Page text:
Retinoic acid partially rescues the inhibition of myogenesis induced by TGFβ. (A) Representative images of C2C12 myoblasts differentiated in low serum conditions in the continual presence of RA or TGFβ as indicated or with vehicle (Veh) for 96 h and immunostained for myosin heavy chain (MyHC) expression. DAPI is used to reveal nuclei (blue). (B) Differentiation index (#myonuclei/#total nuclei) of C2C12 cells cultured and treated as in (A). Means indicated with the same letter are not statistically different from one another. Means with different letters are significantly different from one another with a P < 0.05, n = 3. (C) Fusion index (#myonuclei/#myotubes) of C2C12 cells cultured and treated as in (A). Calculations include mononucleated myosin heavy chain positive cells. Means with different letters are significantly different from one another with a P < 0.05, n = 3. (D) RT-qPCR analysis of Smad3, Smad2, Pax7, and myogenic marker expression in C2C12 myoblasts treated and differentiated as in (A). Means with different letters are significantly different from one another with a P < 0.05, n = 3. (E) Western analysis of phosphorylated Smad2/3 (pSmad2/3) expression in C2C12 cells in growth conditions. Quantification by densitometry is represented as pSmad2 or pSmad3 relative to actin, respectively, n = 3, **P < 0.01, NS = not significant. Protein levels for Smad2 and Smad3 are shown.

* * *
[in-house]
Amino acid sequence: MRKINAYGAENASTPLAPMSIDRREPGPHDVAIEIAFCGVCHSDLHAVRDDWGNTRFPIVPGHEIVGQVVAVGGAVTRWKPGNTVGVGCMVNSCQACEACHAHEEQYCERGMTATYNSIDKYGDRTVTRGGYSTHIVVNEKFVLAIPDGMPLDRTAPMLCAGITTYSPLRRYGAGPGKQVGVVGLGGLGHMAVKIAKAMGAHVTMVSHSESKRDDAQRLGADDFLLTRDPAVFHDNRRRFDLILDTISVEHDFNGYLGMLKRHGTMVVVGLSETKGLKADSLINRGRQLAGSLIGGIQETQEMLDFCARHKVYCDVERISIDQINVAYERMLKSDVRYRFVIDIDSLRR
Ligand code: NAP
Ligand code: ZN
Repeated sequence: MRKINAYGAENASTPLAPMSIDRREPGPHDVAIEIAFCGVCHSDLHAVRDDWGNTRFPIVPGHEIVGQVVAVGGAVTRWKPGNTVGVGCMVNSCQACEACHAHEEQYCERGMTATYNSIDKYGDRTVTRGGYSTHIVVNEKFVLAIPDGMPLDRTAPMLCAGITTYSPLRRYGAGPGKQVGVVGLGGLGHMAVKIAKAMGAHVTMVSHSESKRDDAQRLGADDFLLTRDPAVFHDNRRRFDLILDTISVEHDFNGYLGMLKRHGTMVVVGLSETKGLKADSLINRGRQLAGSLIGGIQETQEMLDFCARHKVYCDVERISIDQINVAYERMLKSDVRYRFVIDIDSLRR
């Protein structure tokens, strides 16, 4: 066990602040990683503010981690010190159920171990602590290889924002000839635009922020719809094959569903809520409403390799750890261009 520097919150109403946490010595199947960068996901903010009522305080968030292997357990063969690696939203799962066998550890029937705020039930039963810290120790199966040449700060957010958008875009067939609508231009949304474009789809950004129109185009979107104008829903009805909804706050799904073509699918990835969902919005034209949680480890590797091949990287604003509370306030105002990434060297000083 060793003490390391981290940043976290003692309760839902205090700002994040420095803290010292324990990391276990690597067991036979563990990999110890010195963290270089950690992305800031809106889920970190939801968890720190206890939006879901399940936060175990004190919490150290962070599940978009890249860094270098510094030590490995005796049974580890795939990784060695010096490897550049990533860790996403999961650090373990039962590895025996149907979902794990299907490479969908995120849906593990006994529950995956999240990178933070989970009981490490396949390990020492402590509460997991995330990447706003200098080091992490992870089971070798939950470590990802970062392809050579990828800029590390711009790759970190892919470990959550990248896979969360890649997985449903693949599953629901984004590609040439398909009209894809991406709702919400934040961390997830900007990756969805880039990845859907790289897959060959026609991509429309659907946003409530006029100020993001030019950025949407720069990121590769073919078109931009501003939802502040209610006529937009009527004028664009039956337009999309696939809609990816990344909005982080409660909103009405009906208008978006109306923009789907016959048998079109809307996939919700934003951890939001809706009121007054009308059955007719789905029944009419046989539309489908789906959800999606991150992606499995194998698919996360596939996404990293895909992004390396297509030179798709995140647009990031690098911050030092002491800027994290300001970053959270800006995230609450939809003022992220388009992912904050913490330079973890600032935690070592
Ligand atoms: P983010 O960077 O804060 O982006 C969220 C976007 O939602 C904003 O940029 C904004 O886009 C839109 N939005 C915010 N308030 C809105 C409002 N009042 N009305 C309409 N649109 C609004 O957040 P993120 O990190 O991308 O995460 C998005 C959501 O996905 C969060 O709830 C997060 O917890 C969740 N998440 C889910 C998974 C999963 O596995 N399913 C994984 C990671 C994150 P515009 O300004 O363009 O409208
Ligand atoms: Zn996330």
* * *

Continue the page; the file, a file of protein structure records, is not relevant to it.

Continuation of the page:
To better understand the blockade of differentiation in TGFβ-treated cells, RT-qPCR analysis of mRNA expression in C2C12 myoblasts after 96 h in DM was performed (Figure 2D). RA treatment resulted in a significant increase in Smad3 and Myog expression, but did not affect the expression of Smad2, Pax7, Myf5, or Myod1 as compared to vehicle-treated controls (Figure 2D). By contrast, treatment with TGFβ significantly increased Pax7 and Myf5 expression, while decreasing Myod1 and Myog expression (Figure 2D), suggesting a blockade in differentiation in these cells. Smad3 and Smad2 mRNA expressions were not affected by TGFβ treatment at this time point (Figure 2D). Co-treatment with both TGFβ and RA significantly reduced Pax7 expression as compared to TGFβ treatment alone and restored Myog expression to the level of vehicle-treated controls, without affecting Myf5 or Myod1 levels (Figure 2D). Taken together, this data suggests that RA treatment can partially reverse the inhibitory effects of TGFβ on myoblasts.